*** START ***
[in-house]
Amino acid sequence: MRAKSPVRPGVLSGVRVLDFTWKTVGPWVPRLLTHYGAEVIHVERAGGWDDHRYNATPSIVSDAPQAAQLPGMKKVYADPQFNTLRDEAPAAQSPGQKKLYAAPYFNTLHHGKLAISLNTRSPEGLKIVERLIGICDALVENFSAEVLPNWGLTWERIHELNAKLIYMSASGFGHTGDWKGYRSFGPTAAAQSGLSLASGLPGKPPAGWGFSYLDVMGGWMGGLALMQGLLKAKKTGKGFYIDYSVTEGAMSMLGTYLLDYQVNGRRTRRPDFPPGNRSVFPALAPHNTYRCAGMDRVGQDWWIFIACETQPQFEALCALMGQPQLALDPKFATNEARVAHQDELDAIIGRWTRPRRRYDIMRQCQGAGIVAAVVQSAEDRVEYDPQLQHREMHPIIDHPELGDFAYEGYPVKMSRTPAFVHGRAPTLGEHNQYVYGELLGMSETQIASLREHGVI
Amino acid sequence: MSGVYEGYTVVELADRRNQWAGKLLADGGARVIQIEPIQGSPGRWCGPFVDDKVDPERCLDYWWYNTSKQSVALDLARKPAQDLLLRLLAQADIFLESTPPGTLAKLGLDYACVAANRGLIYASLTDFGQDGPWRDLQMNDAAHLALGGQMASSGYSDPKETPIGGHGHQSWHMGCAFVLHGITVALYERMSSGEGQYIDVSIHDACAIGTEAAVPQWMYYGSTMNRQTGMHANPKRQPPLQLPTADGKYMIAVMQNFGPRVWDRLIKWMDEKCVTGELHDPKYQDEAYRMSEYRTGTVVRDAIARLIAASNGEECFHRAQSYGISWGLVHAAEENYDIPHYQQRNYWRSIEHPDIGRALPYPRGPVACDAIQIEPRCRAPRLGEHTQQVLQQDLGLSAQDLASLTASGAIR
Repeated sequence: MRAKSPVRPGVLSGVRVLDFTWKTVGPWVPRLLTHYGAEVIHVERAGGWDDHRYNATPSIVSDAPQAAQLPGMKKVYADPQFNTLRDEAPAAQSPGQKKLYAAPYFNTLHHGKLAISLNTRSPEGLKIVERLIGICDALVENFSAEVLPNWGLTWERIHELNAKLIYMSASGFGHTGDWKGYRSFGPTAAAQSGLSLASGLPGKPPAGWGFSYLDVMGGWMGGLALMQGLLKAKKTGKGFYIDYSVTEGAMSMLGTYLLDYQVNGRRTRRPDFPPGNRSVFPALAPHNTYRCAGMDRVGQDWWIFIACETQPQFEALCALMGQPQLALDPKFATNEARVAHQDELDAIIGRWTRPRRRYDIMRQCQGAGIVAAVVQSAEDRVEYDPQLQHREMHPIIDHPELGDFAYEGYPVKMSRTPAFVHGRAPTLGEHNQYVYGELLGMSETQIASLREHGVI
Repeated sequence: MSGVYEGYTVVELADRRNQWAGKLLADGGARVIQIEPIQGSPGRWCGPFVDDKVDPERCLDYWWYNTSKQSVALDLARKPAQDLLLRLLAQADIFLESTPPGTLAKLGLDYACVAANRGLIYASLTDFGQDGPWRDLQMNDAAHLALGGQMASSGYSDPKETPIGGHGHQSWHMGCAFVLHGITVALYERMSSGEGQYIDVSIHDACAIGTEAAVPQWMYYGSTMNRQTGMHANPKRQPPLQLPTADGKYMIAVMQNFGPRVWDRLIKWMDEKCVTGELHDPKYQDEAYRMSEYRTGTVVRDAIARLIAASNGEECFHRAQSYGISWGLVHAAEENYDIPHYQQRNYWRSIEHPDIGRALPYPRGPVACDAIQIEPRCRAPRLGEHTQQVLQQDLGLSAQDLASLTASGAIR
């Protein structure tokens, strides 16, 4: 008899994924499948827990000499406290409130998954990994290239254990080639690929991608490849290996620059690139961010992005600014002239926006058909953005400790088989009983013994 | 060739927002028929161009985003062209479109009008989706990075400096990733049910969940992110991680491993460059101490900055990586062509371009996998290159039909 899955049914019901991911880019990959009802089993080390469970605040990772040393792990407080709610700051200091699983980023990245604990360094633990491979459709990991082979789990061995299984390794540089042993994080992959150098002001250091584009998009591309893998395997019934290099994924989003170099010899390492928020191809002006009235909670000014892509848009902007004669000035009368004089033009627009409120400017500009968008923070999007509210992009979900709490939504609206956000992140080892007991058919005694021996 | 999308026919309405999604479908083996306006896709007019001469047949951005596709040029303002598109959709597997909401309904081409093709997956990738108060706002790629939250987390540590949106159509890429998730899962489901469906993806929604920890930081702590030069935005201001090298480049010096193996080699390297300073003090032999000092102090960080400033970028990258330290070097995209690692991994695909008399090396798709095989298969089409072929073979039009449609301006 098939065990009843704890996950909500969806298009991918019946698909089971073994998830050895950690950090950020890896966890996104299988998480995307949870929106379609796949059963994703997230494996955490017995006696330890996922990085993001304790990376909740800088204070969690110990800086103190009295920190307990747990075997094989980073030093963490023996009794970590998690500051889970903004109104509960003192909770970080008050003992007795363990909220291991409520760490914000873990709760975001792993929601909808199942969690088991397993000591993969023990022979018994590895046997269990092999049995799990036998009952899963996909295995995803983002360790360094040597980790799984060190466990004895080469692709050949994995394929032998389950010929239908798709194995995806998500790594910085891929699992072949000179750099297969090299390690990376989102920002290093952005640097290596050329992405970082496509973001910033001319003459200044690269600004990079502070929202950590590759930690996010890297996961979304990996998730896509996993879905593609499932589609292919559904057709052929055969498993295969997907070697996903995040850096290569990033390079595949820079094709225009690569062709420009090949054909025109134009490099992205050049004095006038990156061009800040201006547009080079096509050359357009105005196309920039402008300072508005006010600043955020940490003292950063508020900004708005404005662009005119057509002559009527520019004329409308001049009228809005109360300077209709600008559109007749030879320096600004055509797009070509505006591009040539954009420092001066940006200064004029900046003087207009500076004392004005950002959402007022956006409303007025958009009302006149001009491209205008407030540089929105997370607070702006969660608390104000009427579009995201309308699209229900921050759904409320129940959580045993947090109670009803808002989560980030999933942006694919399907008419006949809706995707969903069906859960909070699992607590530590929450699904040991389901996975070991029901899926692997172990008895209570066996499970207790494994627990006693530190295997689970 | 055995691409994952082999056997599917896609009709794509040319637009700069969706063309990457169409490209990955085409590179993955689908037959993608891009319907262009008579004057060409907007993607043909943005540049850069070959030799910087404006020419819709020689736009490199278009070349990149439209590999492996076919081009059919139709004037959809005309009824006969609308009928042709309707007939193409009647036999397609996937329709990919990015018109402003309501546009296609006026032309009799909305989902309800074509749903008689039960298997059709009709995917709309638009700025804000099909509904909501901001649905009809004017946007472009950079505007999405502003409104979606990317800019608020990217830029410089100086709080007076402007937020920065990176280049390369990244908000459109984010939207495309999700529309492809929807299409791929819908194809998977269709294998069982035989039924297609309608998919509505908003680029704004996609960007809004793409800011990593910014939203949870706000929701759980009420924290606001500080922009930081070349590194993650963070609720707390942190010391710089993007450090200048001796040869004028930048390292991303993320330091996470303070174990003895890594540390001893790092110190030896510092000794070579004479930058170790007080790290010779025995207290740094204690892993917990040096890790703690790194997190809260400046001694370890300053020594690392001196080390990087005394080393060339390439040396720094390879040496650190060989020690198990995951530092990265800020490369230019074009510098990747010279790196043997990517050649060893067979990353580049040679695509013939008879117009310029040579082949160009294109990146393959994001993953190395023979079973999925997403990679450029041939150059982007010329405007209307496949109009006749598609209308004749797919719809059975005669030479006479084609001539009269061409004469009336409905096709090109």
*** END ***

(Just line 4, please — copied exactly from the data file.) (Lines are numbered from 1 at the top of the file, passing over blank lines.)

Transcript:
Repeated sequence: MRAKSPVRPGVLSGVRVLDFTWKTVGPWVPRLLTHYGAEVIHVERAGGWDDHRYNATPSIVSDAPQAAQLPGMKKVYADPQFNTLRDEAPAAQSPGQKKLYAAPYFNTLHHGKLAISLNTRSPEGLKIVERLIGICDALVENFSAEVLPNWGLTWERIHELNAKLIYMSASGFGHTGDWKGYRSFGPTAAAQSGLSLASGLPGKPPAGWGFSYLDVMGGWMGGLALMQGLLKAKKTGKGFYIDYSVTEGAMSMLGTYLLDYQVNGRRTRRPDFPPGNRSVFPALAPHNTYRCAGMDRVGQDWWIFIACETQPQFEALCALMGQPQLALDPKFATNEARVAHQDELDAIIGRWTRPRRRYDIMRQCQGAGIVAAVVQSAEDRVEYDPQLQHREMHPIIDHPELGDFAYEGYPVKMSRTPAFVHGRAPTLGEHNQYVYGELLGMSETQIASLREHGVI